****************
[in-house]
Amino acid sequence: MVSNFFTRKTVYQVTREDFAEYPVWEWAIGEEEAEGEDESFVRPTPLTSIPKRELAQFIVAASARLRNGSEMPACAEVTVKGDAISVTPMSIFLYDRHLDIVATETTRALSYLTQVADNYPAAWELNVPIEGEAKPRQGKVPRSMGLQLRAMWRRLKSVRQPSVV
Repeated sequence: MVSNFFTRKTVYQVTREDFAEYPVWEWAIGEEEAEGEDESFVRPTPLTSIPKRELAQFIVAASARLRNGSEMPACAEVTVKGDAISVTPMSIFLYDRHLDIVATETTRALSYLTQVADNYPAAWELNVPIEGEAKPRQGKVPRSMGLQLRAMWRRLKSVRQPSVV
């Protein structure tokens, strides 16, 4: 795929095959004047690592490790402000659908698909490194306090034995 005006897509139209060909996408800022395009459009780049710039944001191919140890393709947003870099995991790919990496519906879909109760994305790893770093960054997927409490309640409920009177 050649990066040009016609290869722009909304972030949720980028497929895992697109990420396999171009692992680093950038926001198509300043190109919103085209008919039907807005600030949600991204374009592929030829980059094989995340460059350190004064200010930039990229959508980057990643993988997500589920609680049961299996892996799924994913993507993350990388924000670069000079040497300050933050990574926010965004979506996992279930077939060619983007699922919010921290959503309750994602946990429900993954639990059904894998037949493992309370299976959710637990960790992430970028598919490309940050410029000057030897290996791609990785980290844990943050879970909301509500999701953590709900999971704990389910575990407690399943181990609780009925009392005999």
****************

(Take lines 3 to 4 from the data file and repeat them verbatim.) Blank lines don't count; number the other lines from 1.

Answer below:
Repeated sequence: MVSNFFTRKTVYQVTREDFAEYPVWEWAIGEEEAEGEDESFVRPTPLTSIPKRELAQFIVAASARLRNGSEMPACAEVTVKGDAISVTPMSIFLYDRHLDIVATETTRALSYLTQVADNYPAAWELNVPIEGEAKPRQGKVPRSMGLQLRAMWRRLKSVRQPSVV
């Protein structure tokens, strides 16, 4: 795929095959004047690592490790402000659908698909490194306090034995 005006897509139209060909996408800022395009459009780049710039944001191919140890393709947003870099995991790919990496519906879909109760994305790893770093960054997927409490309640409920009177 050649990066040009016609290869722009909304972030949720980028497929895992697109990420396999171009692992680093950038926001198509300043190109919103085209008919039907807005600030949600991204374009592929030829980059094989995340460059350190004064200010930039990229959508980057990643993988997500589920609680049961299996892996799924994913993507993350990388924000670069000079040497300050933050990574926010965004979506996992279930077939060619983007699922919010921290959503309750994602946990429900993954639990059904894998037949493992309370299976959710637990960790992430970028598919490309940050410029000057030897290996791609990785980290844990943050879970909301509500999701953590709900999971704990389910575990407690399943181990609780009925009392005999």